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ÉCU-The European Independent Film Festival


ÉCU - The European Independent Film Festival is dedicated to the discovery and advancement of the very best independent films from around the world. We are a festival who believes in our independent filmmakers and their artistic talents. ÉCU proudly provides a unique platform that brings together diverse audiences who are hungry for something other than major studio productions and original and innovative filmmakers. 

 
The 16th edition of ÉCU - The European Independent Film Festival will take place on 9th-11th April 2021. Now open for submissions!

 

 

 

For more details regarding the festival, please visit our website at www.ecufilmfestival.com

 

 


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Cinema and Paris: A Love Story

Cinema and Paris: A Love Story

From Paris Blues to Midnight in Paris, not forgetting Last Tango in
Paris… So many cinematic masterpieces were born on the streets of the
capital!

In the background or as a central subject, Paris has always attracted
and fascinated filmmakers from all over the world. Putting its
movement, its sparkle, its darkness and its beauty at the disposal of
artists who come to immortalise it on a reel. The city of light shows
its fidelity to the filmmaker’s camera every time: sometimes bleak,
sometimes romantic, sometimes magical. The monuments, the suburbs and
the neighbourhoods create a certain atmosphere, guided, step by step, by
the director. Since 1917, the period of silent cinema, Paris’ scenery
has been shown in international cinema with The Darling of Paris by J.
Gordon Edwards. Shot in a studio in Los Angeles, the film liberally
adapts the famous Victor Hugo’s novel Notre-Dame de Paris.

For decades filmmakers have continued to declare their passion,
making it today one of the most-filmed cities. But maybe the director’s
love for Paris is just a response to the love that Paris itself has for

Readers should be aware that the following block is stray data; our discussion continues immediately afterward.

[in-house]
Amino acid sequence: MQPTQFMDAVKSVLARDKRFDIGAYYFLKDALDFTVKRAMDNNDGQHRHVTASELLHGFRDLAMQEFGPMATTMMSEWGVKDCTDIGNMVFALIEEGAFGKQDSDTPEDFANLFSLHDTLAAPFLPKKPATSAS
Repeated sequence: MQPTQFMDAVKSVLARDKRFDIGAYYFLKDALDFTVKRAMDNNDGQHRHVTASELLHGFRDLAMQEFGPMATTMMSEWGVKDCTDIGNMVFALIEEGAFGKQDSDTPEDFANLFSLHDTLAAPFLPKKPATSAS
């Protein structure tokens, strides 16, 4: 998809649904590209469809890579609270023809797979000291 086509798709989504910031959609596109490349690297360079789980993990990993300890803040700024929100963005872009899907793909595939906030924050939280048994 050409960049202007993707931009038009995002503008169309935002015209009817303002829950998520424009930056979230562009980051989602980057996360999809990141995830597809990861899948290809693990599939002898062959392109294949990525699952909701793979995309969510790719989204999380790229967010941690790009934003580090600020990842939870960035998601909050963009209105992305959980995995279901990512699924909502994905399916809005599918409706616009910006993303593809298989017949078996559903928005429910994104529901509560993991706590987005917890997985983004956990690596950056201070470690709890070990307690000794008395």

cinema?

The attachment of Paris to cinema dates back to its origins. For it
was at the Boulevard des Capucines, in the very heart of the city, that
the first public cinema projection took place on December, 28th, 1895,
by Antoine Lumière. Since then, cinemas have continued to multiply. So
much so that the French capital can boast having the biggest number of
screens per resident in the world. And even though recent years have
seen the growth of big cinematographic companies, Paris fights for the
existence of independent, experimental art cinema and for the
conservation of its projection. Keep in mind that a big distributor is
not the only way to see a film.

So that the talented artists can have a chance to share their art
with the public, and so that the art of the cinema doesn’t reduce itself
to a money issue. And so that this artistic expression can grow in all
its diversity and originality: Independent cinema networks and
international film festivals are organised all over the city, giving the
seventh art the chance to be seen, to the great pleasure of the public.
Paris has preserved a place for cinema in its cultural universe. Adding
to it, besides everything else, its biggest international database ‘The
Cinémathèque’, thus continuing the patrimony of the seventh art.

Yes, Paris loves cinema, as much as filmmakers love Paris. And the
city will continue to illuminate them with a thousand lights, and this
beautiful love story is far, very far from over.

Anne MARIE

--------------------------

De Paris Blues à Minuit à Paris, sans oublier Un dernier tango à
Paris…Tant de chefs d’œuvre cinématographiques ont vu le jour dans les
rues de la capitale !

En toile de fond ou en thème central, Paris a toujours attiré,
fasciné les cinéastes du monde entier. Mettant ses frasques, ses
paillettes, ses noirceurs, sa beauté, à disposition des artistes venus
l’immortaliser sur les bobines de pellicule. La ville lumière se révèle à
chaque fois profondément fidèle à la caméra du cinéaste. Tantôt noire,
tantôt romantique, tantôt féérique. Ses monuments, ses faubourgs, ses
quartiers se prêtent avec grâce aux jeux d’ambiance guidés pas à pas par
le créateur.
Dès 1917, à l’époque du cinéma muet, Paris inscrit son décor dans le
cinéma international avec The Darling of Paris, de J. Gordon Edwards.
Tourné en studio à Los Angeles, ce film adapte librement la célèbre
œuvre de Victor Hugo, Notre-Dame de Paris.

Et depuis des décennies, les cinéastes continuent de lui déclarer
leur flamme, la portant aujourd’hui au rang des villes les plus filmées